Does it seem that companies beat earnings a little too regularly and by the slightest of margins (1-2 pennies per share)? Does it seem strange that companies can give precise guidance as to earnings and revenues for the year ahead? Well, it should not because as it turns out, it is quite easy for company officers to manage (manipulate?) earnings even after Sarbanes-Oxley, which was supposed to prevent companies from inflating earnings or committing fraud. I recently found this survey from CFO magazine which asked company CFOs a few interesting questions.
According to the survey of CFOs:
1. More than half of CFOs admit that they can legally manage earnings by 3% or more. (This would explain why companies always beat by 1-2 pennies)
2. About a quarter of CFOs confess to influencing earnings upward. (Surprisingly, 8% admit to influencing earnings down. These honest souls risk being fired because of their moral character!)
3. A few of the more common ways of distorting earnings were: delaying operational spending, accelerating order processing, and putting pressure on the sales force.
4. CFOs rarely faced problems from auditors. After all, the auditors are paid by the company.
While the survey results are disturbing, they are not new. In fact, Jack Welch (former GE CEO) wrote in his memoirs how easy it was to "find earnings." He noted that to mitigate $350 million in write-offs, GE managers "said they could find an extra $10 million, $20 million, and even $30 million from their business to offset the surprise." Ahh, wasn't Jack a great CEO? He showed such leadership when it came to beating Wall Street earnings at any cost. His real claim to fame was GE capital which operated like a black box trading system, always producing earnings for GE when it was really needed through the abuse of reserve accounts. The real genius was the simplicity--during good years GE capital would over reserve for credit losses, and then when GE needed to "find earnings," the company would release the reserves to beat by a penny.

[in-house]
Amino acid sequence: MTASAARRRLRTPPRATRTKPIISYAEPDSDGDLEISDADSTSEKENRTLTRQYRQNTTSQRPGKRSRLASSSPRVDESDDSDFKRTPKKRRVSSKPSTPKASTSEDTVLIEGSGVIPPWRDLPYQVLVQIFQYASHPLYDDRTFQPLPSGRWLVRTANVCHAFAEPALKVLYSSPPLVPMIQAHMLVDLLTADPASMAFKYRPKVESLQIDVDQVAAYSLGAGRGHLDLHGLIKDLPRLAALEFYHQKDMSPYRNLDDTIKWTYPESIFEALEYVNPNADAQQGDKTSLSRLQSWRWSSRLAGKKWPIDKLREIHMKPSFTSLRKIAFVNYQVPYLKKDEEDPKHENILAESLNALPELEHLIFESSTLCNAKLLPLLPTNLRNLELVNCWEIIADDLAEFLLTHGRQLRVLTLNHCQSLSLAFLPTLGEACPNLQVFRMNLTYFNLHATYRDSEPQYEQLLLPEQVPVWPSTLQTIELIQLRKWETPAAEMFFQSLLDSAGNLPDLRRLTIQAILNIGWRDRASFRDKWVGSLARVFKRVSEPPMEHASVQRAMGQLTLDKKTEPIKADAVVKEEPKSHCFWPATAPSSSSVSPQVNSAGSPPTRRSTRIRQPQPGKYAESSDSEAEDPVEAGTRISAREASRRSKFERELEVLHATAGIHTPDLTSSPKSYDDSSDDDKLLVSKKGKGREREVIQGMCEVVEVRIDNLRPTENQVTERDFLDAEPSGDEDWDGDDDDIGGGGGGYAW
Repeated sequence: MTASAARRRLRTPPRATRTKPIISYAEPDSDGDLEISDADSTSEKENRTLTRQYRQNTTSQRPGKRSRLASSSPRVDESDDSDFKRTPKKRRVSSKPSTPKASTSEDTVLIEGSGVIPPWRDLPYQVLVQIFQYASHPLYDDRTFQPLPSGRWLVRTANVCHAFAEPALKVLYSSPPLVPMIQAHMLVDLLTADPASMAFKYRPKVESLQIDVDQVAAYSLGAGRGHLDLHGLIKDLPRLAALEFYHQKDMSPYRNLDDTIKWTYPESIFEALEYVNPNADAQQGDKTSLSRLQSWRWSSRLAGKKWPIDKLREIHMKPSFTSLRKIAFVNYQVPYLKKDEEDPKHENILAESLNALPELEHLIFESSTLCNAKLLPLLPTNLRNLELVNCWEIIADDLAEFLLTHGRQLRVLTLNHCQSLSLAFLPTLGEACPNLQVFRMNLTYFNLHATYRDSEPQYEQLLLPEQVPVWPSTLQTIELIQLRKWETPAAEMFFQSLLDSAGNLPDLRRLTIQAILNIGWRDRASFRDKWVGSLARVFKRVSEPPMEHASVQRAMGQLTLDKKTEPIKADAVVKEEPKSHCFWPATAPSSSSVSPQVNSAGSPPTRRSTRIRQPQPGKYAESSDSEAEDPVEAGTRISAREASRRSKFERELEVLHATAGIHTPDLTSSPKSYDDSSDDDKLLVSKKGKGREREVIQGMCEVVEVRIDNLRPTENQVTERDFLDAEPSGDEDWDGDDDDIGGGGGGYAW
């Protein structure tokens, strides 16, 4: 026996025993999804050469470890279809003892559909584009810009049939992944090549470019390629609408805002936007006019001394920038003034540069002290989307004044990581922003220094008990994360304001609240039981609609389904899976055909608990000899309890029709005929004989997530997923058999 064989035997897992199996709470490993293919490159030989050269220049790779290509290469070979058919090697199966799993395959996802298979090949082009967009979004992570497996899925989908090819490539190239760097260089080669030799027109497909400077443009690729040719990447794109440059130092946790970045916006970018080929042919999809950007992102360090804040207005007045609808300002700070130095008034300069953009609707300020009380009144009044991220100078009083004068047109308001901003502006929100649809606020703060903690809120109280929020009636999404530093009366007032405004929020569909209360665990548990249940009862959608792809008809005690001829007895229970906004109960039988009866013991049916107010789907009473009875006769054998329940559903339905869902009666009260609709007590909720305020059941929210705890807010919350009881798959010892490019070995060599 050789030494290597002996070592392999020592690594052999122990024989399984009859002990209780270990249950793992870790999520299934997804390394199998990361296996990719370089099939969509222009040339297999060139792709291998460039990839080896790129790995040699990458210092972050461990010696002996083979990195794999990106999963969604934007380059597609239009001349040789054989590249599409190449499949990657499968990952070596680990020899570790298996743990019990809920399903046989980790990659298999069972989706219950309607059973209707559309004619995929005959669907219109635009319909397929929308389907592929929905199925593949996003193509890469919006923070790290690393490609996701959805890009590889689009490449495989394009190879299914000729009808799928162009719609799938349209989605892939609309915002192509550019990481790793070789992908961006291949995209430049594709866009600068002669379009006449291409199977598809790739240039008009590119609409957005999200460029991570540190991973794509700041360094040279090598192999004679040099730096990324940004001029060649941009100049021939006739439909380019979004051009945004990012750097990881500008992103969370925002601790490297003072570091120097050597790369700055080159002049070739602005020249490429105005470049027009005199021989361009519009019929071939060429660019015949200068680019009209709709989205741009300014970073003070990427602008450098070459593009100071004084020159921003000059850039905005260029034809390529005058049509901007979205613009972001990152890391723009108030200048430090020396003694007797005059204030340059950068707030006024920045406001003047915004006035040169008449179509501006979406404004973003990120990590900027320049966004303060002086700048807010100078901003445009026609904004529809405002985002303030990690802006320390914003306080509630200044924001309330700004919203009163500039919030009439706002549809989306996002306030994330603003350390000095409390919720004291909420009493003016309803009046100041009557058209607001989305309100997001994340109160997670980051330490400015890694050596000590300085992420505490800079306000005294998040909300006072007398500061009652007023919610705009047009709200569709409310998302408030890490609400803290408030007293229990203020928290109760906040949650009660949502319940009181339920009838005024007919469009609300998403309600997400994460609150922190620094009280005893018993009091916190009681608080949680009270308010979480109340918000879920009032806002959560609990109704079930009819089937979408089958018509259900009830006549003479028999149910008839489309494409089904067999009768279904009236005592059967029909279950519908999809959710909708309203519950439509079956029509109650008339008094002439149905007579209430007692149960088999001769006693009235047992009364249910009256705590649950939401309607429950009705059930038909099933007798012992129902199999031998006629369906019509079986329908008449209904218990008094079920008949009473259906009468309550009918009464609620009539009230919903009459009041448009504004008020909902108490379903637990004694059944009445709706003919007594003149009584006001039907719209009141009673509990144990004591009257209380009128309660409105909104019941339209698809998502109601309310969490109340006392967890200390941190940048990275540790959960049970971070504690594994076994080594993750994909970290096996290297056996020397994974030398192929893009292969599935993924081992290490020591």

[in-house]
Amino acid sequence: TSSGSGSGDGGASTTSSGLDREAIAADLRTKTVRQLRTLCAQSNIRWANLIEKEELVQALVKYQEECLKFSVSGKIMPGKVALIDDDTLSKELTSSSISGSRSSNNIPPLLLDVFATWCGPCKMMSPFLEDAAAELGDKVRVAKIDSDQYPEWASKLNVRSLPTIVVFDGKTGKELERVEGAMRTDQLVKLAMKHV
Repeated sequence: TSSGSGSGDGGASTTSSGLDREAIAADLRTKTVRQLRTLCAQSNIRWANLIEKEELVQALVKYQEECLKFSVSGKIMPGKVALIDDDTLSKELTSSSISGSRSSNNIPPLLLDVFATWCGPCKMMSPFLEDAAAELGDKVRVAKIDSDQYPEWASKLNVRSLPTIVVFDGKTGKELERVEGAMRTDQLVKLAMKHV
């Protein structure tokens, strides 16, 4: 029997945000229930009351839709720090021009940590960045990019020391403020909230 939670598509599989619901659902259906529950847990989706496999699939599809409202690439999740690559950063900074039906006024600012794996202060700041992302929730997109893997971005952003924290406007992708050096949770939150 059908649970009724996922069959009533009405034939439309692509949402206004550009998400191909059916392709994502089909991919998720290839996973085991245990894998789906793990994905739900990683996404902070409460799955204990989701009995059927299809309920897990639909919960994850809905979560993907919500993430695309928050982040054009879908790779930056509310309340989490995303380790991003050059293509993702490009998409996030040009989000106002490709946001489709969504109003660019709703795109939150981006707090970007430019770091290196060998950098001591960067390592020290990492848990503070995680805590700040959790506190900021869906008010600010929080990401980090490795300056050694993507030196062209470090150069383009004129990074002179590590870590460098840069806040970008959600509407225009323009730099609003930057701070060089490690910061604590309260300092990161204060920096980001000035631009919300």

The only reason I bring up this topic up is because I see analysts, fund managers, and market commentators always arguing over S&P 500 earnings and whether the market is cheap or not. The truth is that the frequent managing (manipulation) of company earnings it is really impossible to discern whether or not the market is cheap or expensive. I know that some skeptics or apologists will claim that not all companies doctor their earnings statements. To this argument I say: look at what corporate officers themselves think about company financial statements. Only 27% of CFOs assert that if they were investing their money, they would feel very confident about the financial information from public companies. Furthermore, an older golf survey conducted in 2002 by Starwood hotels of Fortune 500 executives revealed the following:
99% consider themselves to be honest in business,
87% played with someone who cheats at golf,
82% cheated themselves at gold,
82% hated others who cheat at golf, and
72% believe that business and golf behaviors are parallel.
Source for article
CFO Magazine (2007) and Starwood Hotels Golf Survey (2002)
Black Swan Insights